…swung east of Japan, after which I decided to finally watch The Hunger Games (not bad)…

Cathay Pacific entertainment system map showing plane passing east of Japan

…and about fifteen hours later, we landed in Toronto.

Cathay Pacific entertainment system map showing plane approaching Toronto

I’m back in Toronto as I write this, but not for long. Tomorrow, I’m off to Tampa to catch up with Anitra and be her date for a wedding on Saturday, and shortly afterwards, I have to make a quick jaunt over to the west coast…for reasons I’ll reveal soon. I may be funemployed, but I’m certainly not idle!


Funemployment Diary, Entry #13: Touring Bohol

The Chocolate Hills

The Amorita Resort, where we stayed while we were in Bohol, provides its own tours and guides for its guests. Me and my family — mom, sister, bro-in-law and her kids — signed up and got a guide named Cathy and a tour van to take us around. Our first stop: the Chocolate Hills.

Bohol, with its combination of rolling hilly terrain and being an island sheltered by large islands or island groups, would be a great place to hold an Ironman triathlon. It’s got all the challenges for the athletes and for the spectators, it provides a lot of breathtaking views.

Creative Commons image courtesy of Wikipedia. Click to see the original.

It took a while — the better part of an hour — to get from the resort to the hills, but it was worth it for the view.

The Chocolate Hills set Bohol apart from just about anyplace else on Earth. They’re naturally-occurring cone- and dome-shaped hills formed by the erosion of the island’s mostly-limestone geography. They get their name from the colour they get during the Philippines’ dry season (October to May), when the sun dries their vegetation to a chocolate brown.

We’re currently a month into the wet season, so our tour guide said that right now, they’re more like the Pistachio Hills.

Between the hills are lush green valleys, like the one pictured above. To get a better view, we were taken to an observation point atop the highest hill in the valley. The staircase below took us up to the top:

From there, we got a commanding view of the surrounding hills:

Here’s a shot taken from where all those other tourists were posing for photos:

Here’s the obligatory self-portrait:

After a little looking around, it was time to head back down to the road where the van was waiting:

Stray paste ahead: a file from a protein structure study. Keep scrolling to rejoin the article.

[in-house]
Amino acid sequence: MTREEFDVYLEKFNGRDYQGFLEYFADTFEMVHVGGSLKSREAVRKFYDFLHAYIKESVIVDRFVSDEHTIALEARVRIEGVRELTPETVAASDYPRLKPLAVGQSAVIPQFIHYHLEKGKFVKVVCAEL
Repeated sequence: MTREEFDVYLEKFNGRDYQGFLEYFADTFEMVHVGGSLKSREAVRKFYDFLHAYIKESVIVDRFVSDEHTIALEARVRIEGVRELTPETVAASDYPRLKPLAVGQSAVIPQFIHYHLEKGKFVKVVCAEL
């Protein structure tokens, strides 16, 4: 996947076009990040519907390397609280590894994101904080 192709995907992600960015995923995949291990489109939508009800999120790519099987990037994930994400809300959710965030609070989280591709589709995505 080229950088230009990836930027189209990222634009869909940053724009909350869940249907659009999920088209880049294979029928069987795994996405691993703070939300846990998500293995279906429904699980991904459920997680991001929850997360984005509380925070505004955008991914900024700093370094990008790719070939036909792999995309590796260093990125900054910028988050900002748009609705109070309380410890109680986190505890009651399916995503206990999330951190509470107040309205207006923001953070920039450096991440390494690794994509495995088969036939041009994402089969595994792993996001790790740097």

Before heading to our next destination, I took one last photo from road level. There was a great view of some of the hills and a lot of the surrounding greenery:

The Tarsiers

Creative Commons image courtesy of Wikipedia. Click to see the original.

Tarsiers are weird little creatures — they’re the smallest of all the primates. They’re found only on a number of Southeast Asian islands, including Borneo, Sulawesi, Sumatra and in the Philippines, where they live on the island of Bohol.

They’re tiny little monkeys with big eyes (each eye is about equal to the size of their brain). The eyes are a product of evolution and their being nocturnal. They prefer to stay in forests with small branches, as they climb only those things that they can wrap their fingers around.

They don’t move much during the day, which made it possible to get some pictures of them at their sanctuary. Of the four tarsiers we managed to see, only one was awake, but he was positioned in such a way that it was only possible to get backlit photos of him.

Loboc River Cruise

The Loboc River on a sunny day.
Creative Commons photo courtesy of Wikipedia. Click to see the original.

After the tarsier sanctuary, our next destination was the Loboc River, a slow-moving river and tourist attraction. There are as many as a dozen riverboats taking tourists up and down the river, many of which are floating restaurants. In addition to being part of our tour, it was also our lunch spot.

These boats — basically platforms mounted on two large outrigger boats and pushed by a small tug — carry about fifty passengers, not including the crew and serving staff.

Lunch is served from a buffet and is made up of classic Filipino comfort food: chicken and pork adobo, shrimp, pinakbet (a stew of vegetables including bitter melon, okra, string beans and eggplant), philippine barbecue (grilled pork kebabs), fried chicken and all sorts of tropical fruit.

This was my view from where I ate:

Once again, the obligatory self-portrait:

The boat travels about an hour upriver while the passengers eat, after which it reaches this point and turns around: